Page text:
MicroCPD: Video-based feedback on student assessment

Lisa Coulson discusses the role of video-based feedback on student assessment.

“Video-based feedback on student assessment: scarily personal” - Michael Henderson and Michael Phillips, Monash University, Australia

The article proposes an alternative to written feedback in the form of individualised video recordings of the lecturer discussing each assignment, reporting on 126 undergraduate and postgraduate students’ reactions to 5-minute videos recorded by their teachers.

Research Method

A grounded theory approach was adopted to analyse a range documents created by both students and teachers.  These included email, discussion forum posts, videos, presentation materials and lecturer observations and video blog.  Data was also gathered via a student survey and interviews. 

Video Feedback Design

The videos were created by one teacher using a webcam and by the other teacher with an iPhone and were provided for final assignments (worth 50%–60% of the semester’s grade). The videos were generally recorded immediately after the assignment was read, and while notes were made on the assignment as prompts no script was written.  The article gives guidance on the creation and structure of the video-based feedback, including framing, length, and unscripted nature of the content.

Findings – Student Experience

The findings confirm that the majority of students valued video feedback over text-based forms.

Analysis identified seven recurring themes which included five strengths and two potential weaknesses of video feedback.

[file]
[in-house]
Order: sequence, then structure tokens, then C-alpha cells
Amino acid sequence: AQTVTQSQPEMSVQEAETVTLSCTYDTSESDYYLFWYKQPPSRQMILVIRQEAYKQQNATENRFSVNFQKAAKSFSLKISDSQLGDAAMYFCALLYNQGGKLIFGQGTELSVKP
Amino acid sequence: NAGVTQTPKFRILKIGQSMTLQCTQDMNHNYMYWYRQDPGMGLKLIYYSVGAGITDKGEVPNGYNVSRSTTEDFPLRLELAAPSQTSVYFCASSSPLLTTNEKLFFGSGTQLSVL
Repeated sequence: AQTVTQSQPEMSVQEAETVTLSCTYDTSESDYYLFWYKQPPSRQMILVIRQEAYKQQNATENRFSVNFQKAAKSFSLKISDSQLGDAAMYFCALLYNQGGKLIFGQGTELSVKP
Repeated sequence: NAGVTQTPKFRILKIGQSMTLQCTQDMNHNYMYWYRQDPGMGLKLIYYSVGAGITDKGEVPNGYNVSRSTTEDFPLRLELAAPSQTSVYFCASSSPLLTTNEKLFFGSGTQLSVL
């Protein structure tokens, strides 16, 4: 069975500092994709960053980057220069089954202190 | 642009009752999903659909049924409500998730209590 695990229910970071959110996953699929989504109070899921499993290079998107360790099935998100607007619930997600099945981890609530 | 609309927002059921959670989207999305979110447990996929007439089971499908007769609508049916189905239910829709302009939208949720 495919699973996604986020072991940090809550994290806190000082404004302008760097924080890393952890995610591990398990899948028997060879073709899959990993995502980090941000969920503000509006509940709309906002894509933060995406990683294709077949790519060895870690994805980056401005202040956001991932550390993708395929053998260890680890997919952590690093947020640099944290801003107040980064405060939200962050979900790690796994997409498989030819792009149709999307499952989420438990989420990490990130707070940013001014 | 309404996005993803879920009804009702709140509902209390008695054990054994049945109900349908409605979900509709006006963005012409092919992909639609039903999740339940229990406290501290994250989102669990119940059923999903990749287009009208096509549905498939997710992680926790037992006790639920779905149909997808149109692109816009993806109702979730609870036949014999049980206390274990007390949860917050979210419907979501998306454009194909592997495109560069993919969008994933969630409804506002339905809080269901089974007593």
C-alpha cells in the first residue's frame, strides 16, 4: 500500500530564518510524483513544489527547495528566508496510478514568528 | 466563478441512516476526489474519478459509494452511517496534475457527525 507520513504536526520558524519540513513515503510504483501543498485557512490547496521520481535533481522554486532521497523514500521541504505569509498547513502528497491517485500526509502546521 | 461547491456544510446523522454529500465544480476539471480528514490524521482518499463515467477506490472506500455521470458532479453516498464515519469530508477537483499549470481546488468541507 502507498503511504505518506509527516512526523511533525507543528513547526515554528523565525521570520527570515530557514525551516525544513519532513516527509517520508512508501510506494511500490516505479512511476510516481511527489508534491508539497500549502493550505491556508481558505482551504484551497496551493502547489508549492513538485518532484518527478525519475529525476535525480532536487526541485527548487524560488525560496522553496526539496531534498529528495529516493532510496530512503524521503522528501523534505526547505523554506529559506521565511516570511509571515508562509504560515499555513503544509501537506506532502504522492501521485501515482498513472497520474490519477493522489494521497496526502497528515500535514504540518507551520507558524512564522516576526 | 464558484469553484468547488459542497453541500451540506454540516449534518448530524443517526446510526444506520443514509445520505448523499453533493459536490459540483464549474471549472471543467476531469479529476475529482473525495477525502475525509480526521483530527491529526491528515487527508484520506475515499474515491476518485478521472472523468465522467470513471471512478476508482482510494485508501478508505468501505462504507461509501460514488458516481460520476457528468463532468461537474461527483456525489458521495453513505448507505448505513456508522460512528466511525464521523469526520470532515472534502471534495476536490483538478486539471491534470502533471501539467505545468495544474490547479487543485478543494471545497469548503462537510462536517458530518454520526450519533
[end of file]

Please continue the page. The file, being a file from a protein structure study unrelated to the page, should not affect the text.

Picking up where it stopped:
Perceived strengths of video-based assessment feedback:

(1) individualised and personal: specific and valorising identity and effort

(2) supportive: perceived as caring and felt to be motivating

(3) clear: detailed and unambiguous

(4) prompting reflection on work done, process and thinking in terms of success criteria

(5) constructive (useful): prompting consideration of future work, process and thinking.

Potential weaknesses:

(1) initial anxiety about seeing the assessor’s face while receiving feedback (particularly when students’ feel that may be receiving negative feedback)

(2) matching feedback to assignment: sometimes effort is needed to find the specific examples in the assignment that relate to the video comments.

Findings – Educator Experience

Lecturer reactions to providing video feedback were also positive. Three key benefits were identified:

(1)    time efficiency : they found that creating the videos was much faster than text based feedback; taking on average about half the amount of time.  The videos were approximately 5 minutes in length, whereas the text-based feedback comments on similar assignments were the equivalent of less than 1 minute of talking

(2)    facilitating quality, especially in the form of feed forward comments :  they suggest that the efficiency in video-based feedback  allows more time to be devoted to discussing what students could pursue in future work

(3)    greater intellectual engagement with the process of marking,  enabling a move away from textual issues to focus more on concepts and the development of argument.

The article concludes by considering implications for future research.

Henderson, M. & Phillips, M. (2015). Video-based feedback on student assessment: scarily personal. Australasian Journal of Educational Technology, 61(1), 51-66.

Event Capture with Panopto course https://canvas.bham.ac.uk/courses/18053